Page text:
As I’ve written before (here, here, and other places), diagnosing Alzheimer’s disease gets complicated and causes significant confusion. I’m now stuck in the middle of that confusion. My primary neurologist diagnosed mild cognitive impairment (MCI) that would almost certainly progress to Alzheimer’s. But what does this “almost certainly” mean? When I pressed one of my research doctors, on the other hand, he assured me that I had Alzheimer’s.
How does a doctor make the diagnosis? A definitive diagnosis can only be made after autopsy of the brain. In clinical practice, however, the criteria for diagnosis of Alzheimer’s are impairment in memory and impairment in one of six other areas of cognition, but the impairment has to be severe enough to be dementia, which means they must interfere with normal activities of daily living. So since my symptoms don’t yet interfere with day-to-day life, my diagnosis is not Alzheimer’s but “only” MCI.
But this creates a problem. Alzheimer’s is a progressive disease that begins as long as thirty years before symptoms develop. Autopsies of people with either MCI or Alzheimer’s will show the same pathology. In fact, a person can be cognitively normal and still have the pathological changes found in Alzheimer’s. So the disease—whatever you call it—has symptoms along a wide continuum, and it doesn’t make sense to name it Alzheimer’s only when it reaches a certain severity. The medical community, of course, recognizes this problem and is moving toward a new definition based on a whole new set of criteria of specific physical changes in the brain that eventually develop into Alzheimer’s dementia. Those criteria will include even those who are years from any impairment. So people will be classified as “preclinical Alzheimer’s,” or “mild Alzheimer’s,” or “Alzheimer’s dementia.”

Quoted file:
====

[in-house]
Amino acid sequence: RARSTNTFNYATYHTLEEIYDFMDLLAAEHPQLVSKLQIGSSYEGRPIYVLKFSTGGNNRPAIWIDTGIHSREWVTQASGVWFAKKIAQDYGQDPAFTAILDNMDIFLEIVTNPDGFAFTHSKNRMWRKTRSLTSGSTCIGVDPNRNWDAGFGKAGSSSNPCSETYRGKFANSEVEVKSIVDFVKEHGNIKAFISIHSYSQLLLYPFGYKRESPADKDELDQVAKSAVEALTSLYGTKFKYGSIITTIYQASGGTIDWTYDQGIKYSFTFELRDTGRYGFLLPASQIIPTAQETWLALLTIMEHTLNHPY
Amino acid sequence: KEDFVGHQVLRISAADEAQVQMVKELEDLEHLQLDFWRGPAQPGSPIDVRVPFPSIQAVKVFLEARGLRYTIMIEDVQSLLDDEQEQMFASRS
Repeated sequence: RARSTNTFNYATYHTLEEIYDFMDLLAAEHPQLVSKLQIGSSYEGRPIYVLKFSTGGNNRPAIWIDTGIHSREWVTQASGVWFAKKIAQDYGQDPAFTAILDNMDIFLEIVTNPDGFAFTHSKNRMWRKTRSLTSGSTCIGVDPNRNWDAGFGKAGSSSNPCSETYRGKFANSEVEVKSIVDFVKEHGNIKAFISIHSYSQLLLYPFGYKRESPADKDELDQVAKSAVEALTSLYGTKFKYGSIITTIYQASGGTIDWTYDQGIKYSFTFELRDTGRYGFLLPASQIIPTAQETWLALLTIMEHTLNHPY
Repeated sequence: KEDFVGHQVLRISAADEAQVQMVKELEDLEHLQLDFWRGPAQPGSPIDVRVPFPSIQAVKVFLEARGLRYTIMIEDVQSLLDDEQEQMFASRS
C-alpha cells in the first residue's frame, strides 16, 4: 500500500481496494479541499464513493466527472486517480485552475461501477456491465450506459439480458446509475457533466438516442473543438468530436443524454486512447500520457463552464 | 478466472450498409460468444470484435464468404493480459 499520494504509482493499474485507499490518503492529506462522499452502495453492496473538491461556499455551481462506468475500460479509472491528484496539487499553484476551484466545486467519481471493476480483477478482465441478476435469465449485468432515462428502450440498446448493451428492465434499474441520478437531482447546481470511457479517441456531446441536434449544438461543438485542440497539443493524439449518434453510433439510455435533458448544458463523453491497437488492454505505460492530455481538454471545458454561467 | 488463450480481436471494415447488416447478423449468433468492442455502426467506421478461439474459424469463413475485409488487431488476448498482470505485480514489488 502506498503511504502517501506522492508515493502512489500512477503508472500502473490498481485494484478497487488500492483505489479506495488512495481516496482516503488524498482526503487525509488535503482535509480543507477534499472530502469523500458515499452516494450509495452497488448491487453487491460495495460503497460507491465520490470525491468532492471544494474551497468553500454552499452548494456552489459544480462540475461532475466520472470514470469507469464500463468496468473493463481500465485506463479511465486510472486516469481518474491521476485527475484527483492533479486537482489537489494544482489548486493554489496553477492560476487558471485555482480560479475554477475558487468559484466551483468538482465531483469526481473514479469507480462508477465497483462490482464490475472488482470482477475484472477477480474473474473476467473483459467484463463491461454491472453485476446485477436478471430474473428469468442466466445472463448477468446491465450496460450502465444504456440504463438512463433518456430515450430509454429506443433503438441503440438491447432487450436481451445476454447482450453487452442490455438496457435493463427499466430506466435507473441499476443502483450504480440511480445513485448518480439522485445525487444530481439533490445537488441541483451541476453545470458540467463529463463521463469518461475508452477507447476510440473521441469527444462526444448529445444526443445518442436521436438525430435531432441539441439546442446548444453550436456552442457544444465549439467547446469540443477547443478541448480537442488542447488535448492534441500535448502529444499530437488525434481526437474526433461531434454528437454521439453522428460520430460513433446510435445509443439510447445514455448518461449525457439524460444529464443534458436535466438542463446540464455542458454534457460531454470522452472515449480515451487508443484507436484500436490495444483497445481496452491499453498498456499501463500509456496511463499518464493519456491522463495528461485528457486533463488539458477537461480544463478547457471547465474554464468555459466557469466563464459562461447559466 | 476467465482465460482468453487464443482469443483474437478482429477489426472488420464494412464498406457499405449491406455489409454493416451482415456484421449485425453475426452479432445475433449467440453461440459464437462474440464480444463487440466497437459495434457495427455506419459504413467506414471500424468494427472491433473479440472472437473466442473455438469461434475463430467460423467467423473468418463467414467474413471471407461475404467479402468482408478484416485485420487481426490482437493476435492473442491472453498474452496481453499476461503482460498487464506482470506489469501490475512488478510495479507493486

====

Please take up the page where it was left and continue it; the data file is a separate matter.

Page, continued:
But that definition won’t be useful in practice until there are reliable tests, such as brain scans or spinal fluid analysis, that reliably detects and measures those physical changes in the brain. And, so far, the tests haven’t been proved to be reliable.
We’re still stuck with the problem that you don’t have Alzheimer’s until you have developed dementia, that is, until your symptoms interfere with your daily life.
Why should I care?
The statistics for how large a problem Alzheimer’s is count only those with dementia, which means that they grossly underestimate the numbers affected with the disease, unless the reader understands it all. There are probably twice as many people with some degree of cognitive impairment from Alzheimer’s than is usually reported. And that’s misleading.
The current definition also makes it difficult for those with early symptoms to know what’s going on. If somebody is told that he “only” has MCI, will he be falsely comforted? Do I, for instance, have Alzheimer’s or don’t I? Using the current criteria, I don’t. Using the more inclusive criteria, I probably do. What do I tell others? The subtitle of this blog is: “A Memoir from Inside Alzheimer's Disease.” Is that misleading? Or should I go through the whole spiel every time I give a talk or lead a discussion? And if I did, wouldn’t that confuse people even more?
Can MCI sometimes be a separate diagnosis? It’s unclear. Certainly the vast majority of time, MCI develops into Alzheimer’s or one of the other known dementias. But, for instance, the Mayo Clinic writes that “some people with mild cognitive impairment never get worse, and a few eventually get better.” But that doesn’t make sense unless MCI is a separate, non-progressive disease, and I can’t find scientist suggesting that.
As Alzheimer’s loses its stigma, more patients with MCI will present themselves to medical people, renewing interest in the questions around MCI. Let’s hope that that murkiness around mild cognitive impairment will clear up soon.
- aphasia (abnormal speech),
- executive function impairment (difficulty with planning, judgment, mental flexibility, abstraction, problem-solving, etc),
- agnosia (impaired recognition of people or objects), or
- apraxia (impaired performance of learned motor skills).